So why can’t the OU just cut off all supply from the abusive factories in South America? Rabbi Genack explained: “It’s quite easy to say, ‘Why don’t we just cut out South America?’ But it would represent a disruption of supply and inevitably would mean kosher meat would go up higher in price. We’re trying to supply a modest cost for struggling families. That’s the whole concept behind the OU.”

I would respectfully argue back that giving hashgacha (kosher certification) to factory farming with horrible conditions injures the intrinsic holiness of the Torah and denigrates the relevancy of the moral calling of the Jewish people.

Kashrut authorities argue that they are following industrial standards, which is true. They also argue that economic incentives takes precedence over adhering to eternal Jewish values, which is not true.

Better alternatives are accessible if there is a will. The Torah I believe in and the Orthodoxy I embrace is maximalist: we must live not just according to the letter of the law, but also according to its spirit. At the very least, our community now deserves more transparency on how things are operating.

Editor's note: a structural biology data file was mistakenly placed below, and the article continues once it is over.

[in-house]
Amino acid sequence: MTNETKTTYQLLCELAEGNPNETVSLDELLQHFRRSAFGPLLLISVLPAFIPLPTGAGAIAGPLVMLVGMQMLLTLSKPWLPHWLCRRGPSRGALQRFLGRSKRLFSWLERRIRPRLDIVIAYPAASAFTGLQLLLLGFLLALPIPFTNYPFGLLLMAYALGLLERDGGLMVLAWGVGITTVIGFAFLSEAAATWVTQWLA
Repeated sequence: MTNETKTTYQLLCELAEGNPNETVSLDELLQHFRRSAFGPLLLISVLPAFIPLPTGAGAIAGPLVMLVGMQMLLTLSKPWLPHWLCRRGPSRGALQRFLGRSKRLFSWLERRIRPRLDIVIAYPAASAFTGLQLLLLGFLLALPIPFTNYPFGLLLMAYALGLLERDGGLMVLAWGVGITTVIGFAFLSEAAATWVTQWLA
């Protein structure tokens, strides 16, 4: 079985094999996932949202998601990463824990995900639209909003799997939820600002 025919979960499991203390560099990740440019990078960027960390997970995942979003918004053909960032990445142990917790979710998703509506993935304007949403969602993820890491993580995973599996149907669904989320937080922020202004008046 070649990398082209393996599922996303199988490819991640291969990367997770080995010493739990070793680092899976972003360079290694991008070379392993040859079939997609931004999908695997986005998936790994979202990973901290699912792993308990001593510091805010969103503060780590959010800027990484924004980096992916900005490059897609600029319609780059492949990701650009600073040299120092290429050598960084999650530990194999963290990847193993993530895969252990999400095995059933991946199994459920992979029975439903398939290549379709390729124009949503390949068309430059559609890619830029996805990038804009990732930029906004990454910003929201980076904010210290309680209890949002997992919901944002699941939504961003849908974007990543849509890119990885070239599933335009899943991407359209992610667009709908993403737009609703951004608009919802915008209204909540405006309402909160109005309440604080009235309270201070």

What we need is not only food that is technically kosher but also food that is morally proper. We need moral leadership and ethical transparency.

Without following these precepts, I fear that the very essence of kashrut will wither away into nothingness. The kashrut community has always celebrated a “Higher Standard.” Now is the time consumers valued this moral and spiritual ideal. Maimonides argued that: “Animals feel very great pain, there being no difference regarding this pain between man and other animals.” Why should we be unconcerned about this pain if our tradition is so adamant about these values? As kosher consumers, we must not acquiesce, we must stop allowing ourselves to be helpless, and must start calling upon the kosher authorities to affect real change. Oversight is needed more than ever, and we need more mechanisms in place that provide for transparency.

The power is in our hands. Our moral tradition and billions of sentient creatures depend on it.

The author is a rabbi, the founder and CEO of The Shamayim V’Aretz Institute and author of seven books on Jewish ethics.
Newsweek named him one of the top 50 rabbis in America.